San Diego student-run high school newspaper pressured to retract a political cartoon criticizing the genocide against Gaza

On November 3, the school paper of Bonita Vista High School, The Crusader, posted a political cartoon, which criticized Israel’s genocidal campaign against Gaza and those who falsely equate the “violence on both sides.”

Bonita Vista High school is in the Sweetwater Union High School District in Chula Vista, the second largest school district in San Diego County, with more than 36,000 students and 1,500 educators.

The cartoon unleashed a firestorm of controversy, and a heated public school board meeting where Zionists attacked the students who made the cartoon, the publication that published it, and the entire school leadership from teacher to the principal for not censoring the school paper.

On November 3, shortly after the initial publication of the cartoon, the principal of Bonita Vista High school said “students have editorial control over their publication which by law cannot be censored by administration or teaching staff. We do want to be clear that the views of The Crusader, specifically this editorial are not the views of the Sweetwater Union High School District, BVHS Administration or BVHS staff.”

The cartoon, which was captioned, “Centrism, insufferable and inhumane,” shows on one side an elephant with a Star of David, meant to represent Israel, and Uncle Sam. The elephant is carrying a sign that reads, “We want to genocide Palestinians” and Uncle Sam is holding a sign that says, “We are entitled to foreign land.”

Standing on the opposite side of the frame is a deer and man in a mask holding a Palestinian flag. The deer is holding a sign that says, “We want freedom.” Standing in the middle is a man with a sign saying, “Both sides are valid,” with the word “valid” replacing “wrong.”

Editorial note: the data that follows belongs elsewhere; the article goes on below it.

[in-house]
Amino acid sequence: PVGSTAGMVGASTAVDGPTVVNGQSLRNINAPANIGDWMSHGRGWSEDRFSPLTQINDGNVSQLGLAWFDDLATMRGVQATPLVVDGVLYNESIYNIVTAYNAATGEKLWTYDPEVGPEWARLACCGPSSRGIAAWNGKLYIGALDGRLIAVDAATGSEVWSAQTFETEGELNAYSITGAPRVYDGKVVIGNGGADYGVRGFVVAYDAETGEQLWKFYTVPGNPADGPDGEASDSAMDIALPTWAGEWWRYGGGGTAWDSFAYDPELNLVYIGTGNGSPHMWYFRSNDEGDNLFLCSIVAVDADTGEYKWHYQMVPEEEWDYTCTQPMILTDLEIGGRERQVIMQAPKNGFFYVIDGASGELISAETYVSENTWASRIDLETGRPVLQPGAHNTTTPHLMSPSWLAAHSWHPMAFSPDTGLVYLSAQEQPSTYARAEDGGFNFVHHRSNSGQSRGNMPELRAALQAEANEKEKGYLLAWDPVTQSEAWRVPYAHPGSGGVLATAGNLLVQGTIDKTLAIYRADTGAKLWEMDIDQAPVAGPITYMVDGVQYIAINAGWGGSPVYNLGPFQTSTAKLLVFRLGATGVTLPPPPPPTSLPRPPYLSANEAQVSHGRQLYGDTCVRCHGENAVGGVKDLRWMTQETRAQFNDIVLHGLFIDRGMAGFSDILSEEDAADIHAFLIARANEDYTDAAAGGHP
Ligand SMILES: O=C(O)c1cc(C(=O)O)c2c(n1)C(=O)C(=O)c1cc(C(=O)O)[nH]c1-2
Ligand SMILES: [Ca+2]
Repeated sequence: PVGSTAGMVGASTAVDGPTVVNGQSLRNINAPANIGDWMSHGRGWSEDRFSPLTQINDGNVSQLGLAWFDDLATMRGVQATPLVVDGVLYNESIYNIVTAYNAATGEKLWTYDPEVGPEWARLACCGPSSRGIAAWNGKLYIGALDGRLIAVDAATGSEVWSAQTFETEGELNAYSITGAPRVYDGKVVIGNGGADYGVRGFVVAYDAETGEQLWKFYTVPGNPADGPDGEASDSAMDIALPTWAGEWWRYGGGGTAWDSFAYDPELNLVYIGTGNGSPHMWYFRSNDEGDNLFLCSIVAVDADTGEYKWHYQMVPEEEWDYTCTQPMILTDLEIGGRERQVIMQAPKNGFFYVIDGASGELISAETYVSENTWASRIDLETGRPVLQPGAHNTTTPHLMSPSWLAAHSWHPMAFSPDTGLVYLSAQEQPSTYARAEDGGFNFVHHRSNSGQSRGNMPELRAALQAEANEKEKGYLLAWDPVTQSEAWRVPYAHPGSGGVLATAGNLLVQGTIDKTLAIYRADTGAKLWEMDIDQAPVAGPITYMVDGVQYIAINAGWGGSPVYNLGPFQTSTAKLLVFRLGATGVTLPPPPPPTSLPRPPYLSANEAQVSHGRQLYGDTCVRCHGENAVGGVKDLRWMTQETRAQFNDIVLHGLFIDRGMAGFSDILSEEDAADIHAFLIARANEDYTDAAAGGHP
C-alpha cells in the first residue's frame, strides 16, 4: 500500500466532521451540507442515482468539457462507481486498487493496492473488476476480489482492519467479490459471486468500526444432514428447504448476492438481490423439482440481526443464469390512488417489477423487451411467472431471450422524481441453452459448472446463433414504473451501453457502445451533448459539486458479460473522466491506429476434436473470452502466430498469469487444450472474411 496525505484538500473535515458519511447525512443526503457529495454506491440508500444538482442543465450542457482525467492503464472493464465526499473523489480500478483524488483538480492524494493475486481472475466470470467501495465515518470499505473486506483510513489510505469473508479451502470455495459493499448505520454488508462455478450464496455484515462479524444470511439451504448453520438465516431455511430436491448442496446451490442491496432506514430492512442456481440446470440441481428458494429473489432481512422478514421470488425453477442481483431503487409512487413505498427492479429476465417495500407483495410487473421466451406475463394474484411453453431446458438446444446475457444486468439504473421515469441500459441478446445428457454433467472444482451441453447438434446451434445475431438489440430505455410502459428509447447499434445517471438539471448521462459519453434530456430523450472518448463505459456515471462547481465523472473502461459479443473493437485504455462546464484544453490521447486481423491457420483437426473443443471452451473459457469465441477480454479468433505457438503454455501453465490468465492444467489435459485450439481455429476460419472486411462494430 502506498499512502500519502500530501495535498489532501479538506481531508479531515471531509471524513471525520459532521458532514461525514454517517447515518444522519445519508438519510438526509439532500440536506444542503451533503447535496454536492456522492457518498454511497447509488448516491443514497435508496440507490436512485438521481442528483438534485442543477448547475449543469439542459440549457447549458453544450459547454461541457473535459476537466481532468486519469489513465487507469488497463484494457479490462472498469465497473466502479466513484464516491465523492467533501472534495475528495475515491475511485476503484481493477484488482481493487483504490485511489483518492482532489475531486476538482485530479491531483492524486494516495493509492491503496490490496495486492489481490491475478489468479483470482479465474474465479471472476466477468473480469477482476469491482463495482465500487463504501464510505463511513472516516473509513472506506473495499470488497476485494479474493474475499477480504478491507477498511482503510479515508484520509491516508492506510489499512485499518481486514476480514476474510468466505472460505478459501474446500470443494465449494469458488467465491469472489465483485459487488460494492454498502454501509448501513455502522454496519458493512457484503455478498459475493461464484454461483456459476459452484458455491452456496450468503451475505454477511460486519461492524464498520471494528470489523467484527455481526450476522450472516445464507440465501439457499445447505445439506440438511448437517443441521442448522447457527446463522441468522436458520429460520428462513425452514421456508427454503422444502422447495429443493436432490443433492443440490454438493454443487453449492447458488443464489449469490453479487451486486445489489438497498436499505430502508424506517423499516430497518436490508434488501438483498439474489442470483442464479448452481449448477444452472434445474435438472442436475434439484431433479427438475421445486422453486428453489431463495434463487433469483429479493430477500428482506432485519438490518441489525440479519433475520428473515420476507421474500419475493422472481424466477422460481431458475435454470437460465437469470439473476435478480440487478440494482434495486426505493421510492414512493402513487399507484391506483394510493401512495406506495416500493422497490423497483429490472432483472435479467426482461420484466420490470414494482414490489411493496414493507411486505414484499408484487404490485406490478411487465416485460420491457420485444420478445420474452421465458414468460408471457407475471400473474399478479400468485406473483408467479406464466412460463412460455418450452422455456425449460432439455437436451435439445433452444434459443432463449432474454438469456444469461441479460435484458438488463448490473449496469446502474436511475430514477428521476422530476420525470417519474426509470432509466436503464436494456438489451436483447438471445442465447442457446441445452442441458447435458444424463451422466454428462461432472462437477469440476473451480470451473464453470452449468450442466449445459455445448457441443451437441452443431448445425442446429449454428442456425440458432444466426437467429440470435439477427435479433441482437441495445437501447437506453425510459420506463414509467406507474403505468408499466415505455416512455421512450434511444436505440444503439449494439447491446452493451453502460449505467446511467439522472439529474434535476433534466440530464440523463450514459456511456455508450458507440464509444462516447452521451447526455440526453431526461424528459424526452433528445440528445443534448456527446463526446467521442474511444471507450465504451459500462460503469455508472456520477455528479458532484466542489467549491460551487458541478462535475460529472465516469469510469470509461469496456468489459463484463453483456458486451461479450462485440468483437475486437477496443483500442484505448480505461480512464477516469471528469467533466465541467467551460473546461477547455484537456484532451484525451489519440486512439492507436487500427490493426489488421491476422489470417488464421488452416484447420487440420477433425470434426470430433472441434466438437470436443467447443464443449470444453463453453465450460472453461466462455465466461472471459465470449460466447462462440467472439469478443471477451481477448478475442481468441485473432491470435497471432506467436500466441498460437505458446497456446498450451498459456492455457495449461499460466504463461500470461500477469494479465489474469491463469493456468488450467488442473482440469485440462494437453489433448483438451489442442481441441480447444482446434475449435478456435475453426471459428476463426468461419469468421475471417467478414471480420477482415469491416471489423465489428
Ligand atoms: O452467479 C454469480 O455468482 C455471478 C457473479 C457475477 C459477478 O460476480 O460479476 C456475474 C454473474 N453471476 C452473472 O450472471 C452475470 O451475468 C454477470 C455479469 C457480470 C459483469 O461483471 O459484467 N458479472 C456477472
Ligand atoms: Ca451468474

Bonita Vista High School Student Newspaper Editorial Cartoon, published in The Crusader. [Photo: The Crusader via SD Voice]

At the school board meeting on November 13, discussion was focused on the cartoon and the broader conflict. Many teachers, parents and community members spoke in support of the students.

The first speaker was an Iranian student who defended The Crusader stating, “Someone creating a cartoon in a newspaper is their First Amendment right.” Rejecting claims that the cartoon was “antisemitic,” the student explained, “Semites are those who speak Semitic languages, which include Arabs and Palestinians … Zionism is antisemitism.”

The student described harassment she had received in the district, saying, “I was called a terrorist from the time I was 5.” She concluded her speech forcefully: “Israel needs to be condemned.”

One of the Bonita Vista alumni, who was a part of The Crusader publication, denounced the effort to “censor and quite frankly defame” those who published the cartoon.

“To see these students harassed by members of the community, simply because they condemned a genocide—which is what UN experts have officially called this; they have named what is happening in Palestine an ethnic cleansing—it is another level. Experts consider this to be the most sustained and intense bombing campaign of a populated area in history. It is ridiculous that students are under fire for condemning this, when there are people who are literally under fire right now.

“These students did not target Israeli citizens, they did not target anyone in the Jewish community— many of which condemn the genocide that is being perpetrated by the Israeli government as well. They targeted the governments that continue to enable this horrific violence ... There is no middle ground when it comes to genocide: there is opposing it, or condoning it, and silence serves the latter.”

One BVHS parent, Tommy Broudy, who had previously called for the cartoon to be censored, denounced the cartoon as “reeking” of antisemitic tropes and said that, “hopefully, it is not coming to our campuses.” After his speech, Broudy called his son up to the mic to read from the Hamas charter; despite going over the time limit while reading the Hamas charter, the student continued to speak.

This was met with shouts from students in the audience that they were over time. The president of the school board, Nicolas Segura, warned the audience that the meeting would go into recess.

A student in the audience retorted, “Why don’t you keep them on time then?” Segura responded by ordering the room to empty, and the meeting recessed for about 10 minutes.